There are, of course, jokes and comedy routines about the differences. Husbands might read about Mars and Venus but, if they actually apply that knowledge, it’s only to the home and not to the business world. Business is a man’s world; always was and, they probably think, should always be. Why change? After all, what can women add that will help a man be more successful?

So women continue to struggle. In yesterday’s interview, Ms. Sandberg gives reasons why men would want to lean in themselves, and seek to advance women in the workplace. “It should be a badge of honor to mentor a young woman,” she says. Later, she comments that it’s too hard for men to talk about gender. “We have to let men talk about this.” Also, “I hope men enter the conversation and the controversy around my book, because — and every issue, not just mine, every issue –. because we need men to talk about this, too, if it’s ever going to change.” Well, “should” and “hope” are not words that work in the corporate environment. Try putting them in your business plan and see how well it goes over in the executive suite.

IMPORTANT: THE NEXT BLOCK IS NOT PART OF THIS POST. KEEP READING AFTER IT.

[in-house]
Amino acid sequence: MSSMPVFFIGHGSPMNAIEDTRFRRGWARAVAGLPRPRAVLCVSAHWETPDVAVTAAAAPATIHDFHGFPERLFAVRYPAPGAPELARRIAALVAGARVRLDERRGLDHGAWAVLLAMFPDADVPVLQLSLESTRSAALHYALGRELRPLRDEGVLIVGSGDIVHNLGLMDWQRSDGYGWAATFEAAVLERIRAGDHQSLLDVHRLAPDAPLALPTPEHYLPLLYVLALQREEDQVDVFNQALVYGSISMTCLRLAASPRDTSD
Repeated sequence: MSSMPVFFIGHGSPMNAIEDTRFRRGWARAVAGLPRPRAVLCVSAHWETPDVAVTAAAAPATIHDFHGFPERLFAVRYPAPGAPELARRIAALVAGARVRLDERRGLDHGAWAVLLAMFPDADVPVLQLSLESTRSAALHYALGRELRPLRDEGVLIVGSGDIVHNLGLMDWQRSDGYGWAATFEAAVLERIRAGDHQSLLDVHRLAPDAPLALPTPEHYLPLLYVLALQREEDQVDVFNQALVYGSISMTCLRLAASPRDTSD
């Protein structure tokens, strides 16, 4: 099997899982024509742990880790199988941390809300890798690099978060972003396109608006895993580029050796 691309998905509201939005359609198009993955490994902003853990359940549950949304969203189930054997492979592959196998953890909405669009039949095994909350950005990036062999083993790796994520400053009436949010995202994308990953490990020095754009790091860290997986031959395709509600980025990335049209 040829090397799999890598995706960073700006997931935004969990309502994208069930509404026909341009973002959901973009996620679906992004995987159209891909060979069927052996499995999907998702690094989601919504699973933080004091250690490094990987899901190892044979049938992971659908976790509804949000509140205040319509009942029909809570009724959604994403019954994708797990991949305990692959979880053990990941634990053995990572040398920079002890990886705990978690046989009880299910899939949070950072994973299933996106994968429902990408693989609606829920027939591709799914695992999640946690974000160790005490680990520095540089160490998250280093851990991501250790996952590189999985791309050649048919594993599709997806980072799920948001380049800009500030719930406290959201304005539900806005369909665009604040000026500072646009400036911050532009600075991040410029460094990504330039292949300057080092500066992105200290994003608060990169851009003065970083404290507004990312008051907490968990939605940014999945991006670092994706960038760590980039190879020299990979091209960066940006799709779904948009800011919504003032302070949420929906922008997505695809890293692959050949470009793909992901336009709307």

The Missing Piece

PolicyMicWe certainly do need men to talk about this—they are the missing piece—but it’s not up to us women to allow those sensitive souls to do that. Men have to want to do that.  Nicole Pollizzi gets tougher with men in her article on @PolicyMic.com: Sheryl Sandberg’s Lean In: Men Must Lean In Too. She notes, accurately, that the problem is not the lack of women working to change things. Then Polizzi opines that the reason is that men devalue women’s work.  While that’s certainly true of housework and childcare, I don’t agree that it’s a valid reason in the business world.  The work that needs doing inside organizations has value in men’s eyes; it’s women and the style in which we work who don’t.